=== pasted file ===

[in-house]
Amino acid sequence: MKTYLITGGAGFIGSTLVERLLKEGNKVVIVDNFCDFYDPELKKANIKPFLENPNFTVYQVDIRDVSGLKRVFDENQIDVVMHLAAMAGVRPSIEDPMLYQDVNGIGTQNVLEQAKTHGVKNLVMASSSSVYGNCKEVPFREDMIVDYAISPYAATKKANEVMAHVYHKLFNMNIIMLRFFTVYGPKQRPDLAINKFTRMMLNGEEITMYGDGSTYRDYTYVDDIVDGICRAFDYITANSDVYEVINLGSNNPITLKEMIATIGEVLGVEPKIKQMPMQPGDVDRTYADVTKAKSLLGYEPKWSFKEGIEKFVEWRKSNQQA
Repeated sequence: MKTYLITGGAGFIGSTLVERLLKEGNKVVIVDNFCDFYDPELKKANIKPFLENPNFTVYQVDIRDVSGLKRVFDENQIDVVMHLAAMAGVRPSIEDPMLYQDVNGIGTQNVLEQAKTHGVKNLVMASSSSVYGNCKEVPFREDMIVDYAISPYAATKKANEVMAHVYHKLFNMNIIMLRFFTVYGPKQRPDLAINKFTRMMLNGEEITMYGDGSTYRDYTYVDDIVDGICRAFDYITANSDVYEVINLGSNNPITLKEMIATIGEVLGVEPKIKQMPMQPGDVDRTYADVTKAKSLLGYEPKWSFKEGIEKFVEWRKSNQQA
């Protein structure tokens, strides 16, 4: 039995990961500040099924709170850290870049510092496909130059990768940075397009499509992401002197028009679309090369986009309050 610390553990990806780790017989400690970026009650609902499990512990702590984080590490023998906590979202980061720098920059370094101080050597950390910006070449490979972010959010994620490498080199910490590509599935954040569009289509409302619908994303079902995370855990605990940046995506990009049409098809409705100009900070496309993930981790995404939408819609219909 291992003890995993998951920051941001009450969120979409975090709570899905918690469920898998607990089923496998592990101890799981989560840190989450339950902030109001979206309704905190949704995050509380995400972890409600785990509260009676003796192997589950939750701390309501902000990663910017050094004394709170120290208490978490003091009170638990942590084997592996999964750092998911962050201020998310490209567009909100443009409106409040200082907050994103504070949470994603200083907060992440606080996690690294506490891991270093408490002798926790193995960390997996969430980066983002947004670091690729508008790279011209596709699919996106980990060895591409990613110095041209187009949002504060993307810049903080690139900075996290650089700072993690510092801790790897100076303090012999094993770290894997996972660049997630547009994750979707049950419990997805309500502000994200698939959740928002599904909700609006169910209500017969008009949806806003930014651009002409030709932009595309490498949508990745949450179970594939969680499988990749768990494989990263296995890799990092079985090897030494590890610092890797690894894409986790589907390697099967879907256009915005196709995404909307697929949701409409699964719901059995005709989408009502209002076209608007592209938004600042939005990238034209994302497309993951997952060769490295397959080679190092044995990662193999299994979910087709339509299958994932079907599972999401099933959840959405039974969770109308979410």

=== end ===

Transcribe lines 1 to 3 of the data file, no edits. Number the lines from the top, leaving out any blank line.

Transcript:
[in-house]
Amino acid sequence: MKTYLITGGAGFIGSTLVERLLKEGNKVVIVDNFCDFYDPELKKANIKPFLENPNFTVYQVDIRDVSGLKRVFDENQIDVVMHLAAMAGVRPSIEDPMLYQDVNGIGTQNVLEQAKTHGVKNLVMASSSSVYGNCKEVPFREDMIVDYAISPYAATKKANEVMAHVYHKLFNMNIIMLRFFTVYGPKQRPDLAINKFTRMMLNGEEITMYGDGSTYRDYTYVDDIVDGICRAFDYITANSDVYEVINLGSNNPITLKEMIATIGEVLGVEPKIKQMPMQPGDVDRTYADVTKAKSLLGYEPKWSFKEGIEKFVEWRKSNQQA
Repeated sequence: MKTYLITGGAGFIGSTLVERLLKEGNKVVIVDNFCDFYDPELKKANIKPFLENPNFTVYQVDIRDVSGLKRVFDENQIDVVMHLAAMAGVRPSIEDPMLYQDVNGIGTQNVLEQAKTHGVKNLVMASSSSVYGNCKEVPFREDMIVDYAISPYAATKKANEVMAHVYHKLFNMNIIMLRFFTVYGPKQRPDLAINKFTRMMLNGEEITMYGDGSTYRDYTYVDDIVDGICRAFDYITANSDVYEVINLGSNNPITLKEMIATIGEVLGVEPKIKQMPMQPGDVDRTYADVTKAKSLLGYEPKWSFKEGIEKFVEWRKSNQQA